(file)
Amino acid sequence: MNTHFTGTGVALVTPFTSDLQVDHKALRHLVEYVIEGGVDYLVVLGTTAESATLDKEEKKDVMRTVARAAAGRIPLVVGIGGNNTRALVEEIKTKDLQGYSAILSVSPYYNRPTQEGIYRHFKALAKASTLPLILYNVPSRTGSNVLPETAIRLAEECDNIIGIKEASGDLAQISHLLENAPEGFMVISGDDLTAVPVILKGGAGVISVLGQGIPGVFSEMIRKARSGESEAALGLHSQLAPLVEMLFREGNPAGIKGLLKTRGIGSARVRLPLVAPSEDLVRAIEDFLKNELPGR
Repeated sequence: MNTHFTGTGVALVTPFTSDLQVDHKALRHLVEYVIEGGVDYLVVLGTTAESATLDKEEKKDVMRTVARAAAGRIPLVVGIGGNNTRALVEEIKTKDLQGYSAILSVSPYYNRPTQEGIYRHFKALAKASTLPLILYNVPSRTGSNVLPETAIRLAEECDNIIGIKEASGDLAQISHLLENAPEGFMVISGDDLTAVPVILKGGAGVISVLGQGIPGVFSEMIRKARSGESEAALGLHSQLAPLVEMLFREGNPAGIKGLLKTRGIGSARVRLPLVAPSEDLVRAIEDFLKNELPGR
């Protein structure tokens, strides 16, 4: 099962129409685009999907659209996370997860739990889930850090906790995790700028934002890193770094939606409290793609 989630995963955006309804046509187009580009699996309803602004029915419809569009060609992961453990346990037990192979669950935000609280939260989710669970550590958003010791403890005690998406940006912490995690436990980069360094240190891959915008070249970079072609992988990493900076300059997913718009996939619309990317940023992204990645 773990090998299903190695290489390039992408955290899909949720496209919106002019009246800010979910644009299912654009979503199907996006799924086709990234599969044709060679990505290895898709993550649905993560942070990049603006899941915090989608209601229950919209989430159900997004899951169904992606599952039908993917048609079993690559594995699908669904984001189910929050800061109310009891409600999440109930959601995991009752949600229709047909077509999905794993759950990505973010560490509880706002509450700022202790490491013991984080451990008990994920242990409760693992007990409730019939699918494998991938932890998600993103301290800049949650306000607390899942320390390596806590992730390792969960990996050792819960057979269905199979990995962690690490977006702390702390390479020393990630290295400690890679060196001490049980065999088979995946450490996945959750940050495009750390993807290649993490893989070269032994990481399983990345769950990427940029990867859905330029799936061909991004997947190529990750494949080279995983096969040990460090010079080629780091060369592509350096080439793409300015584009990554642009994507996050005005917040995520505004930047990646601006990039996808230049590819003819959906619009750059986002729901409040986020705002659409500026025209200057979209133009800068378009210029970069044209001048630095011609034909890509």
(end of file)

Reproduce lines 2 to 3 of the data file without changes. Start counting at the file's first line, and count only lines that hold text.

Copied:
Repeated sequence: MNTHFTGTGVALVTPFTSDLQVDHKALRHLVEYVIEGGVDYLVVLGTTAESATLDKEEKKDVMRTVARAAAGRIPLVVGIGGNNTRALVEEIKTKDLQGYSAILSVSPYYNRPTQEGIYRHFKALAKASTLPLILYNVPSRTGSNVLPETAIRLAEECDNIIGIKEASGDLAQISHLLENAPEGFMVISGDDLTAVPVILKGGAGVISVLGQGIPGVFSEMIRKARSGESEAALGLHSQLAPLVEMLFREGNPAGIKGLLKTRGIGSARVRLPLVAPSEDLVRAIEDFLKNELPGR
């Protein structure tokens, strides 16, 4: 099962129409685009999907659209996370997860739990889930850090906790995790700028934002890193770094939606409290793609 989630995963955006309804046509187009580009699996309803602004029915419809569009060609992961453990346990037990192979669950935000609280939260989710669970550590958003010791403890005690998406940006912490995690436990980069360094240190891959915008070249970079072609992988990493900076300059997913718009996939619309990317940023992204990645 773990090998299903190695290489390039992408955290899909949720496209919106002019009246800010979910644009299912654009979503199907996006799924086709990234599969044709060679990505290895898709993550649905993560942070990049603006899941915090989608209601229950919209989430159900997004899951169904992606599952039908993917048609079993690559594995699908669904984001189910929050800061109310009891409600999440109930959601995991009752949600229709047909077509999905794993759950990505973010560490509880706002509450700022202790490491013991984080451990008990994920242990409760693992007990409730019939699918494998991938932890998600993103301290800049949650306000607390899942320390390596806590992730390792969960990996050792819960057979269905199979990995962690690490977006702390702390390479020393990630290295400690890679060196001490049980065999088979995946450490996945959750940050495009750390993807290649993490893989070269032994990481399983990345769950990427940029990867859905330029799936061909991004997947190529990750494949080279995983096969040990460090010079080629780091060369592509350096080439793409300015584009990554642009994507996050005005917040995520505004930047990646601006990039996808230049590819003819959906619009750059986002729901409040986020705002659409500026025209200057979209133009800068378009210029970069044209001048630095011609034909890509």